Models Overview#

Profiles: Model Creator, Data Scientist

After creating a ground truth based upon at least one candidate set, the second step within AI Studio is to create a model.

This page explains the model functionality within AI Studio.

Reference: If you are looking for step-by-step instructions on how to build a sentence-level or document-level model in AI Studio, including creating ground truths, see the following:


The Model is the component that performs text classification and consists of two main components:

  • Ground Truth

  • Machine Learning Workflow

Models are built off of Ground Truths, where the Model learns its behavior from the text extracts and labels in a ground truth set.

The Models Overview tab (Step 2 of AI Studio) has three primary screens:

  • Models Overview screen, which allows you to create, duplicate, re-train, validate, delete, and publish models.

  • Create New Model, which allows you to configure a new model by giving it a name and description and selecting the ground truth and template the model will use.

  • Validation screen, which allows you to view the model’s accuracy, precision, and recall. You can also view correct and incorrect predictions. The validation screen also allows you to publish a model.

Models Overview Screen#

After completing Step 1 of AI Studio, you’ll find yourself on the Models Overview screen, as shown in the screenshot below:

Models Overview

Here you will see a list of models that are sortable using the Columns and Density icons. You can also click the dropdown arrow to the left of the model name to view additional information, including the date it was last trained.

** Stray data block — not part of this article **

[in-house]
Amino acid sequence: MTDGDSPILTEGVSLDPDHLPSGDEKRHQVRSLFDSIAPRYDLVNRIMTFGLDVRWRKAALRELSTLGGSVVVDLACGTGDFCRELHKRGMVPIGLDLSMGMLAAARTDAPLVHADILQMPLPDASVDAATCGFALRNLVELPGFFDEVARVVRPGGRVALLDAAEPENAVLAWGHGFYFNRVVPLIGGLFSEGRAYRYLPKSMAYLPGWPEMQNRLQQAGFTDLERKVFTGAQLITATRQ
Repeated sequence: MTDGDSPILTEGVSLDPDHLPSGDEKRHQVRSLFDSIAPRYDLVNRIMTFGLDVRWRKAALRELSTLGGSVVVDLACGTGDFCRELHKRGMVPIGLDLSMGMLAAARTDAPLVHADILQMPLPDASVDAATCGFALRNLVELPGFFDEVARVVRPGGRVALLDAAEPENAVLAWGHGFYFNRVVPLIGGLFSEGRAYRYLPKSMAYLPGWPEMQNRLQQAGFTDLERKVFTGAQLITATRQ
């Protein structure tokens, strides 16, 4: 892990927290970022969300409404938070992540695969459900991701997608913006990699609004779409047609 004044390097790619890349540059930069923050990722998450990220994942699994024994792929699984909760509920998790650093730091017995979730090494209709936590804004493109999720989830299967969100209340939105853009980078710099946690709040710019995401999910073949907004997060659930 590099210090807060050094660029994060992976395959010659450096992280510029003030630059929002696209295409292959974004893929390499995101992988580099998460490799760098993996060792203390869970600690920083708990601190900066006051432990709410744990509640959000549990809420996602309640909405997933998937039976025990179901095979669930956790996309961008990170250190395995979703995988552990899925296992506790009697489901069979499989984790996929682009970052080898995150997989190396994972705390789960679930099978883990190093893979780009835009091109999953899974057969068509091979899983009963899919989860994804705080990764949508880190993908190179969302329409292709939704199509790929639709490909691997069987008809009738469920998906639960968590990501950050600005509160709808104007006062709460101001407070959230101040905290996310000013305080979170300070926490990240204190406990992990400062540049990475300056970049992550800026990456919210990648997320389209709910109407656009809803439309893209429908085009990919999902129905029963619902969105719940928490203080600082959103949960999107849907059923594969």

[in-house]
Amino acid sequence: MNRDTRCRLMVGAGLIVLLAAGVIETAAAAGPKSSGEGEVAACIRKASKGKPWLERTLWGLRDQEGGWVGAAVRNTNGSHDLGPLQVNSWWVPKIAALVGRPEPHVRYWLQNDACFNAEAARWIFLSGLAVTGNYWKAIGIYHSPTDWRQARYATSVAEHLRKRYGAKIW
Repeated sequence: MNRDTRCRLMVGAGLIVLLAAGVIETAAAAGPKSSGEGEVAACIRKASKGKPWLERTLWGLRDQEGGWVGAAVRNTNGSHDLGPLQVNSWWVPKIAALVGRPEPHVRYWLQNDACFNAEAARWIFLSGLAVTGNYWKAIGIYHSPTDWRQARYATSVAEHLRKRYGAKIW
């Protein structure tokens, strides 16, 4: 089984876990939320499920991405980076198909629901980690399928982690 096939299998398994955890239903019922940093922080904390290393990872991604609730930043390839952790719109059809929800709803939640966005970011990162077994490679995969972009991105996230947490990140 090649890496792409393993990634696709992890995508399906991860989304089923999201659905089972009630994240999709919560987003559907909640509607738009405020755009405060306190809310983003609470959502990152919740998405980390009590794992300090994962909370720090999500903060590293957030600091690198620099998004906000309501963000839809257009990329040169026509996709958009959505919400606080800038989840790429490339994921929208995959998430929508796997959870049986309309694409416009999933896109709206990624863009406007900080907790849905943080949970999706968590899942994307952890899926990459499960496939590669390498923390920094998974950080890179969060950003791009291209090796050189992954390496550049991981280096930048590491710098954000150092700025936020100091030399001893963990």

For larger projects, you can also search for a specific model by using the Search bar.

Note: The Accuracy of the model is shown in the last column after the training process is finished.


From the Models overview screen, you can perform the following actions:

  • Publish a model by clicking the publish icon next to the accuracy score.

  • You can also click the three dots icon next to each model to perform the following actions, as shown in the screenshot below:

Models Overview Menu

  • Duplicate: Copy the config of a model.

  • Re-Train: Re-train a model based on the latest ground truth.

  • Validate: Switch to the validation screen.

  • Delete: Delete an unpublished model.

Validation Screen#

In the Validation section you can see the performance of your model tested on the ground truth. The model gets tested only on unseen data, due to the k-fold validation approach. (See the section later on this page for more information on k-fold validation.)

In addition to common performance metrics and the confusion matrix, there is a detailed view of text extracts that have been classified correctly or incorrectly, as shown in the example screenshot below:

Models Overview

Understanding the Terminology#

AI Models are evaluated using the Accuracy, Precision, and Recall metrics, which are standard metrics for evaluating the performance of a classification model. They are defined as follows:

  • Accuracy: How often a model is correct. It is calculated by dividing the number of correct predictions by the total number of predictions.

\[accuracy = \frac{TP + TN}{TP + TN + FP + FN}\]